Thursday, October 27, 2016

Why I always find a way to link Parashat Bereshit to Patriarcy thanks to Avivah Zornberg

                Shabbat Shalom! Last week, I spoke quite a bit about internalized antisemitism and some of my realizations from the conference on the Intersections of Antisemitism and Racism that I attended. But it was such a full and amazing weekend, I have more to say about it! This week, I want to address something that everyone in this room has probably joked about in a positive way, but I came to realize during the workshop two weeks ago seems to have stemmed from internalized antisemitism for Jewish men: the “Nice Jewish Boy.” I received an email from the Jewish Coalition Against Domestic Abuse earlier this month informing that October is Domestic Abuse Awareness month and urging all DC area clergy to talk about this issue this month. The first Shabbat after I received this email was the week I was away, and last week I was just bursting to address the realization I had made about my own personal intersection of antisemitism and racism, but this week I am ready to rise to JCADA’s call to speak on this issue, and it too relates to something I thought about during the conference.
Of course, this is not to say that Jewish men aren’t nice or that I think it’s wrong to want/expect/assume/pretend that the men of our community are better than others, exempt from the toxic hypermasculinity and violence that many other men fall prey to. But, in pretending that this is so, we may be silencing people in our same community that have been abused by those “Nice Jewish Boys.” Because too often we assume that such things can’t happen in our communities because our men are just “Nice Jewish Boys,” and that thinking is so harmful to survivors, especially those still unsure how to report abuse, escape the situation, or talk about it in order to heal. Once in a college Hebrew class, a professor was reinforcing this idea that there is no domestic abuse in Israel and that the IDF never has to worry about war crimes the way other militaries might because Jewish men are so inherently peaceful and just all above hurting women. I pointed out what an absurd claim that was, that no community can claim such a thing, and she replied, passively, “Well, there are criminals anywhere.” At the time, I felt like that was such a dismissive way to address my point. My point was not that there are criminals everywhere. There are men being socialized to never express their emotions in healthy ways and learning from a young age that tougher and stronger is better everywhere. That is a large part of what causes violent hypermasculine behaviors and domestic abuse.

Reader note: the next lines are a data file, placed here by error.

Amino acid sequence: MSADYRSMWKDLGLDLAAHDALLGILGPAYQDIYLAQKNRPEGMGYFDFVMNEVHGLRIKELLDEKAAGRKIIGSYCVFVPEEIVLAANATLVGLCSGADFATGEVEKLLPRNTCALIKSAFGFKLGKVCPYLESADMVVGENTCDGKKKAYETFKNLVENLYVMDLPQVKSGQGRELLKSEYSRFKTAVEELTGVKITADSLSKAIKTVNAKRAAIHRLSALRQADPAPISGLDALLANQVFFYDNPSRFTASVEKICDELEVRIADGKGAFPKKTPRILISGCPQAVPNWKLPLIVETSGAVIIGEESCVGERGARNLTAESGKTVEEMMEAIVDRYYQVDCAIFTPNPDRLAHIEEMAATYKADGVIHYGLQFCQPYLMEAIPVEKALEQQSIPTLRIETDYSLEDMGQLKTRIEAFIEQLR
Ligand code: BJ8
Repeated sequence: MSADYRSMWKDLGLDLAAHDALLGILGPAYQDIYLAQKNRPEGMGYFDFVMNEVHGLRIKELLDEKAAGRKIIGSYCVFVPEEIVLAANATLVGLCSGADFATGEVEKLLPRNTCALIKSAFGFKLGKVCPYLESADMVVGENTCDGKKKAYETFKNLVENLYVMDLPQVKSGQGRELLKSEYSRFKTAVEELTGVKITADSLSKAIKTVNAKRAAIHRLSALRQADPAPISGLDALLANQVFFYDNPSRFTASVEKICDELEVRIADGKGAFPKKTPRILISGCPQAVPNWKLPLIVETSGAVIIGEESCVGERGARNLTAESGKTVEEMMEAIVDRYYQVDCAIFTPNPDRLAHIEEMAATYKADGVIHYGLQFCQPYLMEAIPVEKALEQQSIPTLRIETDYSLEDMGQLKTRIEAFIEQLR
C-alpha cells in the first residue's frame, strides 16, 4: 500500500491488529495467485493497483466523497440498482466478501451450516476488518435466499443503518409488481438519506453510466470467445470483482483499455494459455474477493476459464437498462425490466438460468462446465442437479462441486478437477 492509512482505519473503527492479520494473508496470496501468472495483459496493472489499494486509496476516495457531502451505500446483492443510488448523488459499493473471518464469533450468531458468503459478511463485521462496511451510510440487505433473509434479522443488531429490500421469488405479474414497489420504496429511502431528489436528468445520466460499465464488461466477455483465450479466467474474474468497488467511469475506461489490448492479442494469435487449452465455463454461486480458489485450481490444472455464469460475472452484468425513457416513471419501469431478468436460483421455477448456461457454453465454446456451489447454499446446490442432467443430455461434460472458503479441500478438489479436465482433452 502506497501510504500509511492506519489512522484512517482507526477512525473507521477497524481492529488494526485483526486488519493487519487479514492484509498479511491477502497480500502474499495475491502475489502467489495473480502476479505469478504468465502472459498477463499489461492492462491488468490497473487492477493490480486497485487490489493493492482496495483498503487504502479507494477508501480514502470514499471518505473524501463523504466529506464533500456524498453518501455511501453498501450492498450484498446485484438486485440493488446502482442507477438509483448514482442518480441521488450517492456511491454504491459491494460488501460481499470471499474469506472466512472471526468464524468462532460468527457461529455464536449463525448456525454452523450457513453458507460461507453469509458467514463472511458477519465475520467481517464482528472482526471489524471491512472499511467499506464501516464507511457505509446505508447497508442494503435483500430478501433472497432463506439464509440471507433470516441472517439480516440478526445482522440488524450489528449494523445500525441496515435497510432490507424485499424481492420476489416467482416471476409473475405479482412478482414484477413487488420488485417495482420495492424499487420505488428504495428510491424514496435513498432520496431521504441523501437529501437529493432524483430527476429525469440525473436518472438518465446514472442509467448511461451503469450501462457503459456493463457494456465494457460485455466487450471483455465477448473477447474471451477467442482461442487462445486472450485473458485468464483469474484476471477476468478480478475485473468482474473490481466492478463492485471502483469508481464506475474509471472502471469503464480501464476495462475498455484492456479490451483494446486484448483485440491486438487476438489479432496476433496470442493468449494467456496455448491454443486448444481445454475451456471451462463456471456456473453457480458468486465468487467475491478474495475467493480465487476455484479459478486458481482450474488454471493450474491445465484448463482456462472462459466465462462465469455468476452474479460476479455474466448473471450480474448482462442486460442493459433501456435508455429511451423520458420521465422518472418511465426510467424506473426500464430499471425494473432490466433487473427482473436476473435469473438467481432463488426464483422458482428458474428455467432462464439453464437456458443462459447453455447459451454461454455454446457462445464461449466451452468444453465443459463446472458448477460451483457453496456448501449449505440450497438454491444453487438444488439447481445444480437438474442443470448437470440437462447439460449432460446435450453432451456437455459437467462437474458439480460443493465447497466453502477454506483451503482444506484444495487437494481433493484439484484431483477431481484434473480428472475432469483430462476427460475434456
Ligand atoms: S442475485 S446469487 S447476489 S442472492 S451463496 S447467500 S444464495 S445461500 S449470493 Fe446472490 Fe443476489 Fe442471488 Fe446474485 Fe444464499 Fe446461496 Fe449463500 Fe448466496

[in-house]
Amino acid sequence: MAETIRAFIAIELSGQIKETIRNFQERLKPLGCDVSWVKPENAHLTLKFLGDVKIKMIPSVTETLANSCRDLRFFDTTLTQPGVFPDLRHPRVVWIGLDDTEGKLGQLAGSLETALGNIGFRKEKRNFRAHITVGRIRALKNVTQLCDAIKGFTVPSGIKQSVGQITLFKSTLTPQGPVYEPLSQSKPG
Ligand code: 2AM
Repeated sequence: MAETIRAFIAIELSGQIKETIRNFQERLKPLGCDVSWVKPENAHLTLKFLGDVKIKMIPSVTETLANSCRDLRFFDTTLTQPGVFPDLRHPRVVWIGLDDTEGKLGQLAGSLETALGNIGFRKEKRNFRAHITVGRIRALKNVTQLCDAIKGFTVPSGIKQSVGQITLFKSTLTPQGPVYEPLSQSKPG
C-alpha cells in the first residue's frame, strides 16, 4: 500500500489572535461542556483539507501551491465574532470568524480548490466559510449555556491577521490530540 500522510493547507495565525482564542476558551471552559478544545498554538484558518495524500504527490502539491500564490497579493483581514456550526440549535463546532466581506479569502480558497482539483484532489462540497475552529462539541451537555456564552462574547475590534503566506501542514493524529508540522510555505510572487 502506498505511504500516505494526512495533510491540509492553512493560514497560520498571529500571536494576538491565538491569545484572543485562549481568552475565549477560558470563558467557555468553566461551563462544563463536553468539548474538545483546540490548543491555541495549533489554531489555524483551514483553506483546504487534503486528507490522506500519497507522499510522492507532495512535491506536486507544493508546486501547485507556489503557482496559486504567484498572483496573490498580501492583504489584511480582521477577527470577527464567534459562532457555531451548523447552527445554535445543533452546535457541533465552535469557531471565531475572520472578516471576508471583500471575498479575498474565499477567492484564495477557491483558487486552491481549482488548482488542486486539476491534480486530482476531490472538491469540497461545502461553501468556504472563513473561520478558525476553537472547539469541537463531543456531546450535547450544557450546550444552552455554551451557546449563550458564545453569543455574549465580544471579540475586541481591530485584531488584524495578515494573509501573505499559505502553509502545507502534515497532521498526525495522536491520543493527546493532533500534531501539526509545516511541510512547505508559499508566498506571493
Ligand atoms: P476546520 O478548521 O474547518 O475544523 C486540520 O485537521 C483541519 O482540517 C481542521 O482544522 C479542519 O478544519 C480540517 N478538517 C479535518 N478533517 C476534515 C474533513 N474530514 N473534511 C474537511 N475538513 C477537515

During the workshop two weeks ago, one of the facilitators talked about how Jews have historically been judged by their gender performance. Jewish women have been painted by antisemitism as too domineering, pushy, nagging, masculine, bossy. Jewish men have been painted by antisemitism as soft, feminine, passive, emasculated by their overbearing mothers. I’m not sure why that information given by the facilitator triggered the memory of my college Hebrew class, but it did. I thought about Karen Brodkin’s brief gender assessments in her book, How Jews Became White Folks, in which she talks about her mother’s obsession with the two of them being thin and blond and beautiful by white Anglo-Saxon-centric standards. She draws attention to the fact that Barbie was created by Jews, yet looks nothing like Jewish stereotypes, and points out the ways in which gender dynamics played in Jewish households in the old country were different from the ways in which gender dynamics were expected to play out in proper American nuclear families. I came to the conclusion, with nothing but my own observations to corroborate this, that the concept of the “Nice Jewish Boy” is an attempt to reclaim the negative stereotyping Jews have faced about our previously cultural and traditional forms of gender performance. I’d been thinking about this since the workshop, and then just this week I heard a story of a Jewish woman who ran the family farm in Eastern Europe, who was indisputably the head of her household, until the family moved to the United States. Here, obsessed with assimilating, her husband became the domineering head of the household and she was forced into the role of the demure housewife. Hearing that tale hit the nail on the head for me and solidified that we need to be talking about these issues in our communities.